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Physical complaints may suggest depression in cancer patients

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Physical complaints may suggest depression in cancer patients

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Published by University of Leicester Press Office for University of Leicester in Education and also in Health

New study in cancer shows physical symptoms are amplified by depression and should not be ignored

New research from the University of Leicester demonstrates that physical symptoms may be indicative of depression in cancer patients.

Bodily complaints such as fatigue, insomnia and poor appetite are known to be symptoms of depression in primary care but traditional teaching suggested that these so called somatic symptoms of depression should be ignored in medical settings where they are assumed to be contaminants of physical illness.

Researchers from the University Department of Cancer Studies and Molecular Medicine examined somatic and non-somatic symptoms in 279 patients seen up to three times following their cancer diagnosis. 31% were in a palliative stage.   Their research has been published on line ahead of print in the Journal of Affective Disorders.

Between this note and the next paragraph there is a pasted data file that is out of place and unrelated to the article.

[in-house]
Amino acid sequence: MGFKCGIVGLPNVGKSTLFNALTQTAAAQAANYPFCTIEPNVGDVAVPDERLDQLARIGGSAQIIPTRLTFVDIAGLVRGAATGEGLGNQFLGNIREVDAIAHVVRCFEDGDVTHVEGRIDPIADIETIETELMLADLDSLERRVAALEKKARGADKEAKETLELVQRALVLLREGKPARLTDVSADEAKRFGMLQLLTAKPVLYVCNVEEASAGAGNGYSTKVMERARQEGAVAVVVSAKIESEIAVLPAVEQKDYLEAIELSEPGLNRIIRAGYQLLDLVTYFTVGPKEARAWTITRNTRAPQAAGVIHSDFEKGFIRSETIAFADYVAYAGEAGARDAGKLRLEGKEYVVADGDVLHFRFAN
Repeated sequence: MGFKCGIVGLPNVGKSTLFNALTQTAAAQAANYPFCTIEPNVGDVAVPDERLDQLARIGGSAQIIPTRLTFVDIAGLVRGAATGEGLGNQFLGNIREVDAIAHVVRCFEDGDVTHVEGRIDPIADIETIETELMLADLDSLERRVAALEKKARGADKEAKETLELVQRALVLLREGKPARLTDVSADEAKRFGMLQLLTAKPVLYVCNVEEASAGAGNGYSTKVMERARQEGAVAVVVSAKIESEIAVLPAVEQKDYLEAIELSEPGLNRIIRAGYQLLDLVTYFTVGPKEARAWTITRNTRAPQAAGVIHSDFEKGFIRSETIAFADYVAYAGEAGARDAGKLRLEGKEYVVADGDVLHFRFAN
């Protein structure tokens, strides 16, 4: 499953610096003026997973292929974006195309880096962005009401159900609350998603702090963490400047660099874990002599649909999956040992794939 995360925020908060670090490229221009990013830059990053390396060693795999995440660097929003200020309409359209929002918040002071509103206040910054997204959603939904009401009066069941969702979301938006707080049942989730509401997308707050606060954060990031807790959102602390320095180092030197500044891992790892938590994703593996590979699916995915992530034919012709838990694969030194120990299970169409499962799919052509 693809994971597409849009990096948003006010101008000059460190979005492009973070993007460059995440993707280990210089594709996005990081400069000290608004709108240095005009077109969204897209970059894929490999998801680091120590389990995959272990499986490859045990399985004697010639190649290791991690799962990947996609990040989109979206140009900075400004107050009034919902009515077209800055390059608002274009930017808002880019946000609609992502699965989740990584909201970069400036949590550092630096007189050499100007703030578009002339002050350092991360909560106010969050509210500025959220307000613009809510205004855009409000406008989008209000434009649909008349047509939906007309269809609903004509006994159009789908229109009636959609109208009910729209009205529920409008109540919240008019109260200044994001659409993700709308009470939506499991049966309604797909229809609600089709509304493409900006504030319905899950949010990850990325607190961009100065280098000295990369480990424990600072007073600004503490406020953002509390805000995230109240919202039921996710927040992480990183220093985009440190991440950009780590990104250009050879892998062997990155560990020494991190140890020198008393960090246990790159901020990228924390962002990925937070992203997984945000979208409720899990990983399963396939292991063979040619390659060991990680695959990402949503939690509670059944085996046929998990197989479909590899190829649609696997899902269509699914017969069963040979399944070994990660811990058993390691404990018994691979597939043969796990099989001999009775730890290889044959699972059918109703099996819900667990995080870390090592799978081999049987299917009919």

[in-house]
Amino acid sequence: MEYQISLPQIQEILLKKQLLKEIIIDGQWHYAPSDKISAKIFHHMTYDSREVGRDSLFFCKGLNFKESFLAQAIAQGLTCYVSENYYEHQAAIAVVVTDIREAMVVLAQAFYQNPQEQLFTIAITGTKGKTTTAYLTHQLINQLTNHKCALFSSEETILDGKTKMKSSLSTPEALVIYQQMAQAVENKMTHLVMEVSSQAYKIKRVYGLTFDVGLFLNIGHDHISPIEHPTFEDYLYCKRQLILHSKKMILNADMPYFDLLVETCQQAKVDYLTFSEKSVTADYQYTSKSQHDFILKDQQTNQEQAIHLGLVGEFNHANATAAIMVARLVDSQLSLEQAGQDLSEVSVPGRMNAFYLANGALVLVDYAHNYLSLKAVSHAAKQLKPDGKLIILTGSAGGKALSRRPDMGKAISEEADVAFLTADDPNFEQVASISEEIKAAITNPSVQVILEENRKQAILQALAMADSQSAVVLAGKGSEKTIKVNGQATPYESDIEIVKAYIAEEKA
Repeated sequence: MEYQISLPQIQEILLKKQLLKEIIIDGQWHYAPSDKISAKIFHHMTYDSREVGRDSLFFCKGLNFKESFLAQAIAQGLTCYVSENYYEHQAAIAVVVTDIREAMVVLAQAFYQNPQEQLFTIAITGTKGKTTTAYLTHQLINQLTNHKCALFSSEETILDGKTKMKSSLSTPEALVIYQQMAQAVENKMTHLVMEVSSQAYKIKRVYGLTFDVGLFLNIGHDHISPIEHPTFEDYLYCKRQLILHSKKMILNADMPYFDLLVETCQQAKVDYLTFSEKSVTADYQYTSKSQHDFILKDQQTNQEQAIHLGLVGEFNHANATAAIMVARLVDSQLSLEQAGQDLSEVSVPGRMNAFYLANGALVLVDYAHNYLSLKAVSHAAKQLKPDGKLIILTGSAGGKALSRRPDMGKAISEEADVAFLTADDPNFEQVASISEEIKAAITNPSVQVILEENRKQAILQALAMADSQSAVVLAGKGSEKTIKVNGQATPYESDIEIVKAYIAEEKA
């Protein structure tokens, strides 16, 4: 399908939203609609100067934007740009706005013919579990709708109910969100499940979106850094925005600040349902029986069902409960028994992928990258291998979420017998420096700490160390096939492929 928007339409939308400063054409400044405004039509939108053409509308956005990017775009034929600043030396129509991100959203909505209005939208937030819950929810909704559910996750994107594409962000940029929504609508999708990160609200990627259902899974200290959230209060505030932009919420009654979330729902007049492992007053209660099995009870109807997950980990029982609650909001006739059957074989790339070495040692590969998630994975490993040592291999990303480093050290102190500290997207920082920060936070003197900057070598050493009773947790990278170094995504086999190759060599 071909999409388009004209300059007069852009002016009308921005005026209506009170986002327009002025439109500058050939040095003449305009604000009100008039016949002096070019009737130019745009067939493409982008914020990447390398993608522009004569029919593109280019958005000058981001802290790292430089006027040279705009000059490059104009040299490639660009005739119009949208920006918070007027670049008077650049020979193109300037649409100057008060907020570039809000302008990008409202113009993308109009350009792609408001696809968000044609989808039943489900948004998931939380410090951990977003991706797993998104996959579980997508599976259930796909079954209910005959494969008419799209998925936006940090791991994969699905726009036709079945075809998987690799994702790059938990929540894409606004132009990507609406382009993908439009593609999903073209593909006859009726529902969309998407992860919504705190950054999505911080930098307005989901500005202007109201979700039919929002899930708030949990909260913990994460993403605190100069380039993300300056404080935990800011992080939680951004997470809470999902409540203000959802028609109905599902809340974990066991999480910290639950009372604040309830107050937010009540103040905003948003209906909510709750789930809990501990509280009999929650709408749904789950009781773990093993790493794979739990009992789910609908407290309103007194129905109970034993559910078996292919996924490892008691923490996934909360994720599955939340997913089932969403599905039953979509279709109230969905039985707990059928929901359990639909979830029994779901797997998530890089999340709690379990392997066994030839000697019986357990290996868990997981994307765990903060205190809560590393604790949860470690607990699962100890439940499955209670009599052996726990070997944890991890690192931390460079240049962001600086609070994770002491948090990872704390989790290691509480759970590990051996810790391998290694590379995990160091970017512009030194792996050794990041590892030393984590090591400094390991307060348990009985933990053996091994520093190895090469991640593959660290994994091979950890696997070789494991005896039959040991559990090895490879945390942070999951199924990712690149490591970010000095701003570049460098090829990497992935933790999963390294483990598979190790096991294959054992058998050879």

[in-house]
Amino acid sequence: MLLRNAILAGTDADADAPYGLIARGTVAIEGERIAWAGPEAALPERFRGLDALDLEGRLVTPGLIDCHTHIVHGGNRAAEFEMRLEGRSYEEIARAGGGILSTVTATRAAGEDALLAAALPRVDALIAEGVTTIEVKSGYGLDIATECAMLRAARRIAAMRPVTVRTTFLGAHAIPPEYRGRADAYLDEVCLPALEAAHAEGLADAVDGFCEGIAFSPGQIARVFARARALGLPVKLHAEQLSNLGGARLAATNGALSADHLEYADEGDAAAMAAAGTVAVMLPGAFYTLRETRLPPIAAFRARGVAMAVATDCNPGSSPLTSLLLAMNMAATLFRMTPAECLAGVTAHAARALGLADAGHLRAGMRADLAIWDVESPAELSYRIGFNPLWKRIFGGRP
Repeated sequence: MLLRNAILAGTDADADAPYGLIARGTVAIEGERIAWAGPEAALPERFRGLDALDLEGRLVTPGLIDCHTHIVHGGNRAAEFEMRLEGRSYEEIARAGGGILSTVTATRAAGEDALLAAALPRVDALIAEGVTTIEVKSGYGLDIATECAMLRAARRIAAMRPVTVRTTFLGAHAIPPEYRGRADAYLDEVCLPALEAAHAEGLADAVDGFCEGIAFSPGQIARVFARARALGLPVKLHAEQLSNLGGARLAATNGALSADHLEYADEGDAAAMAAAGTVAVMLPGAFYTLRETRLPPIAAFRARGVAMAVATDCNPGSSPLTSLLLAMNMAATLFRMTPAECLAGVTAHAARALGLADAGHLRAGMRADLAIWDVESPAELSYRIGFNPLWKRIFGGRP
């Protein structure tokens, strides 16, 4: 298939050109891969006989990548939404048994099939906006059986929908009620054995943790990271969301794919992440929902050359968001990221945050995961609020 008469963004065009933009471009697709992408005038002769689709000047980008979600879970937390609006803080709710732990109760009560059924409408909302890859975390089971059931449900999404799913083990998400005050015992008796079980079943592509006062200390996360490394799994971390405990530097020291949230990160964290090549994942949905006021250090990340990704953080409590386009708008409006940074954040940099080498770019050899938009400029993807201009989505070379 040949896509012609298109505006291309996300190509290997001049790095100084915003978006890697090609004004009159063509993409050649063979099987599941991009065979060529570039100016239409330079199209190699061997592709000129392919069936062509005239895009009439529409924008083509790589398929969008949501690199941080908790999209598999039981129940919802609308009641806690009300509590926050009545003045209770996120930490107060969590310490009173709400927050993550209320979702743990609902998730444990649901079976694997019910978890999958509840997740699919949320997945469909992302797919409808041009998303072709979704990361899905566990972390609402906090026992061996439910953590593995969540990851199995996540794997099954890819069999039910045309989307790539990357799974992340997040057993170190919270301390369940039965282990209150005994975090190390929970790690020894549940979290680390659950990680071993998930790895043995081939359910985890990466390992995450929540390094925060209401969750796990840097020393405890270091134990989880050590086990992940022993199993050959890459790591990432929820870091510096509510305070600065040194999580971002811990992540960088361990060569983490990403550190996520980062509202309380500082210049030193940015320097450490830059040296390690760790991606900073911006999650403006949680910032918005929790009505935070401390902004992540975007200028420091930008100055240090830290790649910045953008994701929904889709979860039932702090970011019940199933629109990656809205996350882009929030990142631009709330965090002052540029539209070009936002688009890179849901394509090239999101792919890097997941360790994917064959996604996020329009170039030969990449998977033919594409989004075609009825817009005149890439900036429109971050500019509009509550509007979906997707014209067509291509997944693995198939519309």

Depression was diagnosed by self-report PHQ9 and HADS-D scales and using DSMIV criteria. The researchers found that when looking for broadly defined depression the most accurate diagnostic symptoms were all somatic (namely trouble sleeping or sleeping too much; feeling tired or having little energy; poor appetite or overeating; trouble concentrating on things such as reading). When looking for more severe major depressive disorder (MDD) both somatic and non-somatic symptoms were valuable although one symptom  “low energy” was poorly discriminating. In a subset of palliative patients, the symptom “moving or speaking slowly” was less influential but other somatic symptoms such as poor appetite/overeating and feeling tired or having little energy were valuable.

Dr Alex Mitchell, a consultant psychiatrist with the Leicestershire Partnership NHS Trust and a researcher at the University of Leicester, said: “Cancer clinicians should therefore be careful about attributing somatic symptoms of depression to cancer itself. This even applies in the later stages of cancer. Depression scales that exclude all physical symptoms may not be the optimal choice in cancer patients.”

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